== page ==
There’s no doubt that Ireland punches well above its weight when it comes to hosting innovative companies. Despite having a population of fewer than five million people, it provides a base for eight of the top 10 US technology companies, 10 of the top internet companies, nine of the top 10 US pharmaceutical companies and 11 of the top 13 medical technology companies.
The figures are reeled off by Gerard Barrett, Ireland’s top IP official, and controller of patents, designs and trademarks at the Irish Patents Office.
It is true that the filing figures for national patents are falling as the recession bites, he says, but this underestimates Ireland’s importance in IP because so many foreign companies with operations in Ireland file overseas rather than for national patents.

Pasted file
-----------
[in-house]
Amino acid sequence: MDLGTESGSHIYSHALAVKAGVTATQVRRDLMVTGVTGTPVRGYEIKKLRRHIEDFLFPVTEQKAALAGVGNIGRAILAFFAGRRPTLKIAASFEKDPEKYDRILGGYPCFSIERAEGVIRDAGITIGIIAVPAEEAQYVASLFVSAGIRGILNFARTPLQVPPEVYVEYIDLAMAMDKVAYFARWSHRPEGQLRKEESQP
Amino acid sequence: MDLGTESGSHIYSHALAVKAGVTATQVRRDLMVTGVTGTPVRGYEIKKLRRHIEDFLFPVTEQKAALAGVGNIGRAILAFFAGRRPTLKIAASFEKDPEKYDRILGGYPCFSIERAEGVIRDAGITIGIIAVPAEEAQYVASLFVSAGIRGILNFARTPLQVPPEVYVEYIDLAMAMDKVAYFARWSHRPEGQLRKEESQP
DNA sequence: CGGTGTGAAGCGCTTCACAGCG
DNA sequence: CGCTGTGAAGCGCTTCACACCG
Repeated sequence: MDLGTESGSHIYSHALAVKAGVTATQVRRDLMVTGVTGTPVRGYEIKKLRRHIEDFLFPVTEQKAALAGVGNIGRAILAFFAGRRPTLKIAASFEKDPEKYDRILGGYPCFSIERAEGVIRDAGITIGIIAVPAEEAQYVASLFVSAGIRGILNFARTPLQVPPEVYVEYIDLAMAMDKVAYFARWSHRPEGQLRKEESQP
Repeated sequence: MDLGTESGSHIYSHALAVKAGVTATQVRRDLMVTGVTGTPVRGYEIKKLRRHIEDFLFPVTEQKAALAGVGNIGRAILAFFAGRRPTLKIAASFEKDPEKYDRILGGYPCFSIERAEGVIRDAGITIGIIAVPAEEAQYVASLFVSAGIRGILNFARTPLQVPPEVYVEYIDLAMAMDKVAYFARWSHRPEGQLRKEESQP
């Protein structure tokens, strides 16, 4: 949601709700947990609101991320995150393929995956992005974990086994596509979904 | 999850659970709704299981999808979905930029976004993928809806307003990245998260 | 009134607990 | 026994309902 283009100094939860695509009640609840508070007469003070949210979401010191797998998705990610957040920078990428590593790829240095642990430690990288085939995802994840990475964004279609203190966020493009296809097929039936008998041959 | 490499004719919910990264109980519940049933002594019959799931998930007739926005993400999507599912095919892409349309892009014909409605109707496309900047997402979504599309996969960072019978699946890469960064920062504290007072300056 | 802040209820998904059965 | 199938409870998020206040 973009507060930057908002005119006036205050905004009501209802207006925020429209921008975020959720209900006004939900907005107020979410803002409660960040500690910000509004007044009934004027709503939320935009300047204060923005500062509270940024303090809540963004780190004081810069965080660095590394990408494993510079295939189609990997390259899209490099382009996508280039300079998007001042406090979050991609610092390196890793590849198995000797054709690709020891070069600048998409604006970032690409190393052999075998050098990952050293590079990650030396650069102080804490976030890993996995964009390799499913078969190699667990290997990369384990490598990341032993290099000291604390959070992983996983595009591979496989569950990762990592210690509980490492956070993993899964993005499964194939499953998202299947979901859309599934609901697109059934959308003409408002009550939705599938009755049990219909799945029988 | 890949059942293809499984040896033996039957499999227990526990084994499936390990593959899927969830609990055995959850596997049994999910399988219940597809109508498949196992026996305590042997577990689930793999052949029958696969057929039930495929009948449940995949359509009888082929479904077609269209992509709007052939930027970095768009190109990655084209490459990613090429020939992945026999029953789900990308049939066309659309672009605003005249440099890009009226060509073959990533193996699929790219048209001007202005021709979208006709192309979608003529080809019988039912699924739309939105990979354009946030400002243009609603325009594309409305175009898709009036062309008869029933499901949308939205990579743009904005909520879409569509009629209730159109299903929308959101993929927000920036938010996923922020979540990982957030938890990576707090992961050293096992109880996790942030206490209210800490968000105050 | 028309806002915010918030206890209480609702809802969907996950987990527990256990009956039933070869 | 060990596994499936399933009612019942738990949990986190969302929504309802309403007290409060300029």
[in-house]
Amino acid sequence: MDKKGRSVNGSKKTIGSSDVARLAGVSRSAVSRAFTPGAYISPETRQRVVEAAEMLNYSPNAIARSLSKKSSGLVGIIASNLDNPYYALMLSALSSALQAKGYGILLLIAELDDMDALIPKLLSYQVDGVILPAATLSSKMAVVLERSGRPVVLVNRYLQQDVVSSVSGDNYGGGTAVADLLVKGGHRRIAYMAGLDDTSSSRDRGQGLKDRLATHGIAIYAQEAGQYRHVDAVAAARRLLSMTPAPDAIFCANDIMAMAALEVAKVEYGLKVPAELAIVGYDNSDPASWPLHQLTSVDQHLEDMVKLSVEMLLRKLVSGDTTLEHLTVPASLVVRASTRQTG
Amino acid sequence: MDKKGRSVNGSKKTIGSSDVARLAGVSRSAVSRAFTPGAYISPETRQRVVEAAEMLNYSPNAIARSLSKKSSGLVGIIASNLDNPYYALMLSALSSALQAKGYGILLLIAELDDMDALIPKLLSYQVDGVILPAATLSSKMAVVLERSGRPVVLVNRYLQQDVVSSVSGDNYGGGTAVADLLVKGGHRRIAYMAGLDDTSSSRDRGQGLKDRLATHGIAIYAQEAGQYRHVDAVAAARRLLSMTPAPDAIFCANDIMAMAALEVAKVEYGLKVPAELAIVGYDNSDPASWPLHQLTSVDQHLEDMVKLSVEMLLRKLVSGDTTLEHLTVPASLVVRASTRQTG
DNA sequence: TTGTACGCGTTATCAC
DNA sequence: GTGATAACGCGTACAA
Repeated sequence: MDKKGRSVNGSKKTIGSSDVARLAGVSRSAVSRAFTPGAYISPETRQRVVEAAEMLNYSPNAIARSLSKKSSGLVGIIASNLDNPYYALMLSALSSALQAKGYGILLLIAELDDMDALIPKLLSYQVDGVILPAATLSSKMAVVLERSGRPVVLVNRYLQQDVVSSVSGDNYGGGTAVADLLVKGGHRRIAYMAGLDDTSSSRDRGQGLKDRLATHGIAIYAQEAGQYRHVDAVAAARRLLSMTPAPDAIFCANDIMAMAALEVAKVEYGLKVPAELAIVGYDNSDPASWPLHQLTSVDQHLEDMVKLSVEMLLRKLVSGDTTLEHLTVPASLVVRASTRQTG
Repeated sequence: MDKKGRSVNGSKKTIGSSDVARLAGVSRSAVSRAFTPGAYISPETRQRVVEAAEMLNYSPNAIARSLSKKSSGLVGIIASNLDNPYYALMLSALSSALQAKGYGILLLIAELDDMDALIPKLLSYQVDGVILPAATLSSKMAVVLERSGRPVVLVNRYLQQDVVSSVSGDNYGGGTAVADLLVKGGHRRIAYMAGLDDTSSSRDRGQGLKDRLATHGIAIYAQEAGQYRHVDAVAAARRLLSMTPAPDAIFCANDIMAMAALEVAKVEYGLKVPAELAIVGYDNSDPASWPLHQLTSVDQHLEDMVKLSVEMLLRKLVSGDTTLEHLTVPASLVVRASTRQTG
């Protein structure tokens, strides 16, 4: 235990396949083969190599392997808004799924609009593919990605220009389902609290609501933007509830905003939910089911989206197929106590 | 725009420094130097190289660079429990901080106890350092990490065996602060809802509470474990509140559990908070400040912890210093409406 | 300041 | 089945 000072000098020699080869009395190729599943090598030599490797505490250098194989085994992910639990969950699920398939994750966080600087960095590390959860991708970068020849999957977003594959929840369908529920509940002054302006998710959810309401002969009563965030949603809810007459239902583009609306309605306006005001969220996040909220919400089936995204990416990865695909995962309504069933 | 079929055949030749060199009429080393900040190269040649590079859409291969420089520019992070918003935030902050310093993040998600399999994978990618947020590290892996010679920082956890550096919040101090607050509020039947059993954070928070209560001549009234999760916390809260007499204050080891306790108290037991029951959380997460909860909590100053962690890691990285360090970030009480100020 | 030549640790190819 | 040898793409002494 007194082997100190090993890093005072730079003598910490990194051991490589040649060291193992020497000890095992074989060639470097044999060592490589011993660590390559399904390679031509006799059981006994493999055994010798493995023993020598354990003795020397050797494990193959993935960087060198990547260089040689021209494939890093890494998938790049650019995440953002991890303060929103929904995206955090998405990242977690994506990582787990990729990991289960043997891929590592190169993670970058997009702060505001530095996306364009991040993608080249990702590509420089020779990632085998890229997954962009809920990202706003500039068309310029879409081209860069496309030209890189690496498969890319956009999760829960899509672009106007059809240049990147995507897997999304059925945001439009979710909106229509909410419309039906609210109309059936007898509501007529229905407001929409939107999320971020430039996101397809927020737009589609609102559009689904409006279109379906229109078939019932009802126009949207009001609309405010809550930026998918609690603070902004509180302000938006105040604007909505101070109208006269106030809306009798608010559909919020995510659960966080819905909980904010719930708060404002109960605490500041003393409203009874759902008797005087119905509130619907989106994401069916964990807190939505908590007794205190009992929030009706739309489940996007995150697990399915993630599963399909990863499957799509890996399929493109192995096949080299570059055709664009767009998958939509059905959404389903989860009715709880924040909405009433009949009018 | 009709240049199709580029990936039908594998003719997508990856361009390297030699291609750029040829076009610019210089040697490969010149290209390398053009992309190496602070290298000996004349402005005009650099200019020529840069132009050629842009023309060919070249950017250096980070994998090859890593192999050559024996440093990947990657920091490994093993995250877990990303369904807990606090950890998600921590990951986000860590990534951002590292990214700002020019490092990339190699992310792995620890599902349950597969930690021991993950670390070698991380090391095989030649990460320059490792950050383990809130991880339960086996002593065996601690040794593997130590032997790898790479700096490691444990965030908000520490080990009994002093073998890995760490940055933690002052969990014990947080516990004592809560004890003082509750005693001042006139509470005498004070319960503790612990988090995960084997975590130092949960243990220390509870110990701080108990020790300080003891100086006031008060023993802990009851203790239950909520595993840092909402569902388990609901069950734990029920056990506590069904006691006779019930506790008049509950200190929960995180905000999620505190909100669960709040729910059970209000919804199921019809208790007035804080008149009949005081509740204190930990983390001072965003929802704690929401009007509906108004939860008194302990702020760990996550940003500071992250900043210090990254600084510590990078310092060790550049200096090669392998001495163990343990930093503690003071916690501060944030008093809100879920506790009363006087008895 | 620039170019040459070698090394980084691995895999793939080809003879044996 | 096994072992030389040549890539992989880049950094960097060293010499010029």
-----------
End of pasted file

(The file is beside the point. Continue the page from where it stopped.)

In 2013 Barrett’s job title was described in Modernising Copyright, an official review of Ireland’s copyright system, as “inelegant and incomplete”. It was not an attack on Barrett himself but both his title and his office’s name “drastically” understate the range of the work they undertake, said the report, published in October last year. It argued that because Barrett oversees a large part of the day-to-day administration of copyright, the terms ‘controller of IP’ and ‘office of the controller of IP’ would be more inclusive and appropriate.
Irish patent office, trademark filing, copyright